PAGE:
The causal agent is seed-borne or soil-borne (survives on stubble). Favorable conditions for spreading include lush grain crops, high humidity, temperatures close to freezing and unfrozen, snow-covered soils. Further spread in to the crop is via the spores, which are transported by wind and rain. The fungus infects the seedling as well as the axils, leaf blades, and ears.
In the fall, pink snow mold can be recognized by corkscrew-like, stunted seedlings or stunted plants with a whitish-pink, cottony mycelium (Picture 1). In the spring, the diseased plants are covered with dirty-white to pale pink mold (Picture 2). Dark brown fruiting bodies can be found on infected tissue. Isolated, large, oval, uniformly pale yellow spots that eventually turn brown can be observed on the plant (Picture 3).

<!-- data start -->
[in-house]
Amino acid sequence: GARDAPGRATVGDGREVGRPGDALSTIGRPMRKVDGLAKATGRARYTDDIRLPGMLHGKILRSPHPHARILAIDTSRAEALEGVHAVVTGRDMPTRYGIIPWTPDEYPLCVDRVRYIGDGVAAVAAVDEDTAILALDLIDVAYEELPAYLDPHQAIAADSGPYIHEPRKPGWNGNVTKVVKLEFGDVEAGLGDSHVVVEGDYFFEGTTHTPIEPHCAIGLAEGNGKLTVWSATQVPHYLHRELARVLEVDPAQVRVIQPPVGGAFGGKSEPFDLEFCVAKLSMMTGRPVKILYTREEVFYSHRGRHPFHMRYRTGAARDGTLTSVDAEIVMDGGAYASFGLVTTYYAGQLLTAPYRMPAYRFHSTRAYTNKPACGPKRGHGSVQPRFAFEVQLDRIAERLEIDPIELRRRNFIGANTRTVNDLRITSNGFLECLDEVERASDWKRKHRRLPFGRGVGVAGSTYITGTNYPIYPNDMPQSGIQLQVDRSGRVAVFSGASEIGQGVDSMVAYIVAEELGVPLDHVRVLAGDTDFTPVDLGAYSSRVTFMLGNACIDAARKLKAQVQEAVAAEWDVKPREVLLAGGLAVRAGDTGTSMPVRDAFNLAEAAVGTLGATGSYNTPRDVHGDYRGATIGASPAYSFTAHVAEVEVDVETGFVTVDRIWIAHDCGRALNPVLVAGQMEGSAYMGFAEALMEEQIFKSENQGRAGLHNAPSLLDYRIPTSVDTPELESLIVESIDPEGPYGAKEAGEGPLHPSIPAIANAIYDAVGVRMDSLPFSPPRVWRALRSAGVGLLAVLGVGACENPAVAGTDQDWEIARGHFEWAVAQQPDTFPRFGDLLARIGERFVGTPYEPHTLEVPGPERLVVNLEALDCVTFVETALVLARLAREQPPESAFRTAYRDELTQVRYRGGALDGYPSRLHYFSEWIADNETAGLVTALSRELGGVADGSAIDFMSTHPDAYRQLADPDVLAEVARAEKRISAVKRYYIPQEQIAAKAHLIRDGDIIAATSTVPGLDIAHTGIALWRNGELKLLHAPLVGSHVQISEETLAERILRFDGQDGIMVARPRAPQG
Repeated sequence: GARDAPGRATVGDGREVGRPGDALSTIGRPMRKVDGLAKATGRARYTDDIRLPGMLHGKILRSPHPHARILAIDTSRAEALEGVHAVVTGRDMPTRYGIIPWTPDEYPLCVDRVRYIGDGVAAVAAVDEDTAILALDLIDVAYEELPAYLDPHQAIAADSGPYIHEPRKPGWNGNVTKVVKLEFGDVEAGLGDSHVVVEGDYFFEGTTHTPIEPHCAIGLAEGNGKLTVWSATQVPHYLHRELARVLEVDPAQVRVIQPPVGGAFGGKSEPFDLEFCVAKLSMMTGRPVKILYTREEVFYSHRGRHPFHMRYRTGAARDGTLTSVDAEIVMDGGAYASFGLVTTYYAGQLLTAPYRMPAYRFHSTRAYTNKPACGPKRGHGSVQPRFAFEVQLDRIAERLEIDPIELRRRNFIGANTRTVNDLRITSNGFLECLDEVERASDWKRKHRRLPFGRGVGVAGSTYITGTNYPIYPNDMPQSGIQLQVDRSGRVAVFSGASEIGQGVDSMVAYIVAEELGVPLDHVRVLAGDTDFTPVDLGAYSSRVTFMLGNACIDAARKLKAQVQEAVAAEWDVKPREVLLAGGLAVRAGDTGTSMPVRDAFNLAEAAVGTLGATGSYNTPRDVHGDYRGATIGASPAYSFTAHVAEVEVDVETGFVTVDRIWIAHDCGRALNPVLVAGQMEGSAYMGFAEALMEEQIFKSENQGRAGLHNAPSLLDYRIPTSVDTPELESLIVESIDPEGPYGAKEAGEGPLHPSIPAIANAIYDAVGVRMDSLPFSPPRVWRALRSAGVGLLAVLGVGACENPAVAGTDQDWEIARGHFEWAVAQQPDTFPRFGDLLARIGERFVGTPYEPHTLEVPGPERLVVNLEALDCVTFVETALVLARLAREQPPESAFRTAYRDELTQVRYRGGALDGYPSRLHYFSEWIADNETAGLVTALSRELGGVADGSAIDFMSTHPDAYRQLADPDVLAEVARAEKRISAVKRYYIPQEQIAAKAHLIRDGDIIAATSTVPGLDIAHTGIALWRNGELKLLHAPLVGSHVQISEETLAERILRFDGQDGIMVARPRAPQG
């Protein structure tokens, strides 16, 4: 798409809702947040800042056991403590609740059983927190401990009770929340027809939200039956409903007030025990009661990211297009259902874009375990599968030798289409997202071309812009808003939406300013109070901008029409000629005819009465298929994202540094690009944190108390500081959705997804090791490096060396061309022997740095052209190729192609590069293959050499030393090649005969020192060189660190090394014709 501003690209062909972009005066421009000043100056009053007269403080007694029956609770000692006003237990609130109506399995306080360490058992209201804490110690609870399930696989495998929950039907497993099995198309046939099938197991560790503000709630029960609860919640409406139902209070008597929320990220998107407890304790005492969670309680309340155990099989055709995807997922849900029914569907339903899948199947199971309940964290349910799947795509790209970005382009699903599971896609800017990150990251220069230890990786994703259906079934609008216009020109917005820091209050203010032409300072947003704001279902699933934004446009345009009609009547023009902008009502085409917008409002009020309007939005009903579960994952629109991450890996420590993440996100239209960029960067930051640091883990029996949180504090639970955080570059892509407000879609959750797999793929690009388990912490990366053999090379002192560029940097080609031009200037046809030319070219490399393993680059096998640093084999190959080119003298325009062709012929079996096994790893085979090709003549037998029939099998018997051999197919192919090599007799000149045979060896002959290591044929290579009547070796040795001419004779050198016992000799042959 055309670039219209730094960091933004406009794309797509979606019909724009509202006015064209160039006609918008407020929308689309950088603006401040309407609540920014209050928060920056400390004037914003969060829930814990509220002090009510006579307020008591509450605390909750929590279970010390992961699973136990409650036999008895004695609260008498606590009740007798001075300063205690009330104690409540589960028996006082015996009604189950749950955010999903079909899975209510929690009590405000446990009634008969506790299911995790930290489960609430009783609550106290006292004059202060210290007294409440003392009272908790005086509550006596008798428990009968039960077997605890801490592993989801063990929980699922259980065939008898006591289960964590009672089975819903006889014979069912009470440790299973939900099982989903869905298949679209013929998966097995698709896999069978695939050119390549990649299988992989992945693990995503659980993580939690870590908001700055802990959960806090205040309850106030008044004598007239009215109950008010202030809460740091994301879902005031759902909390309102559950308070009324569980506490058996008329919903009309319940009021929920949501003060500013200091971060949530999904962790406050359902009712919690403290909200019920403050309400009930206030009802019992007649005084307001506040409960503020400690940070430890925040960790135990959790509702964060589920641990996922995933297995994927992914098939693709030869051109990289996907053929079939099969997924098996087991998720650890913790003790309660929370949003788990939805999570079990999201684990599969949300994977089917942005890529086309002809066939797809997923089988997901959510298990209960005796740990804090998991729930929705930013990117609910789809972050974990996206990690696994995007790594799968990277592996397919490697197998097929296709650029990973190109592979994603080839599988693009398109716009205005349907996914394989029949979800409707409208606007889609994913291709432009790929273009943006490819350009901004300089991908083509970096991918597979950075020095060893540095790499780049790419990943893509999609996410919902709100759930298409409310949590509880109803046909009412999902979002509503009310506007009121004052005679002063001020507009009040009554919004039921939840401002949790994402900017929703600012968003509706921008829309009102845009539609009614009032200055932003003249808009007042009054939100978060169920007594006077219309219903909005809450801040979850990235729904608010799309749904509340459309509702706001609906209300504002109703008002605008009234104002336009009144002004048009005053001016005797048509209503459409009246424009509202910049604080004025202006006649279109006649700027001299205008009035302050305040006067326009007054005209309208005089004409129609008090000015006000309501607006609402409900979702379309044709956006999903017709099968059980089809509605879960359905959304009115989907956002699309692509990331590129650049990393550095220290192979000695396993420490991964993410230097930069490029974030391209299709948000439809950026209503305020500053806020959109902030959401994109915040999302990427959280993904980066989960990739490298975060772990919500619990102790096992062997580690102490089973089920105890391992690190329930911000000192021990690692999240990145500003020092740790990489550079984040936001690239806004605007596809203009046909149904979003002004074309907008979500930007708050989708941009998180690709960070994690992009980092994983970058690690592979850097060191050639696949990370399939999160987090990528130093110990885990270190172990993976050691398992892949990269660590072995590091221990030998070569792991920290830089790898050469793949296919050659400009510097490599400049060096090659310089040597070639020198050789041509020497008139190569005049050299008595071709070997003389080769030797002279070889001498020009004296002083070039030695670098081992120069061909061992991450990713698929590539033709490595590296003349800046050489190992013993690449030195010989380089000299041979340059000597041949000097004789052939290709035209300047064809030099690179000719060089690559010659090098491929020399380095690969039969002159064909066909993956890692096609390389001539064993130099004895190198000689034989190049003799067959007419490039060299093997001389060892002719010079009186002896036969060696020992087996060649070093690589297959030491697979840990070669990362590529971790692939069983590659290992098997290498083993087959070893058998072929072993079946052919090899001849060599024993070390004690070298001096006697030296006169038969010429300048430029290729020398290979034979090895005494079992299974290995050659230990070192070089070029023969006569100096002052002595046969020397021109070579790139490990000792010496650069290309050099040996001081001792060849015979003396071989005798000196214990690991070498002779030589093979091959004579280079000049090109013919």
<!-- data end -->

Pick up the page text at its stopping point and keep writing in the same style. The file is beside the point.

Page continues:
Thorough incorporation of crop residue. Use of healthy seed. Prevention of excessively lush pre-winter growth of fall-sown crops. Well-timed nitrogen fertilization in the spring.
Seed treatment (to control seedling infection). Strobilurin-based fungicides (to control leaf and ear infection).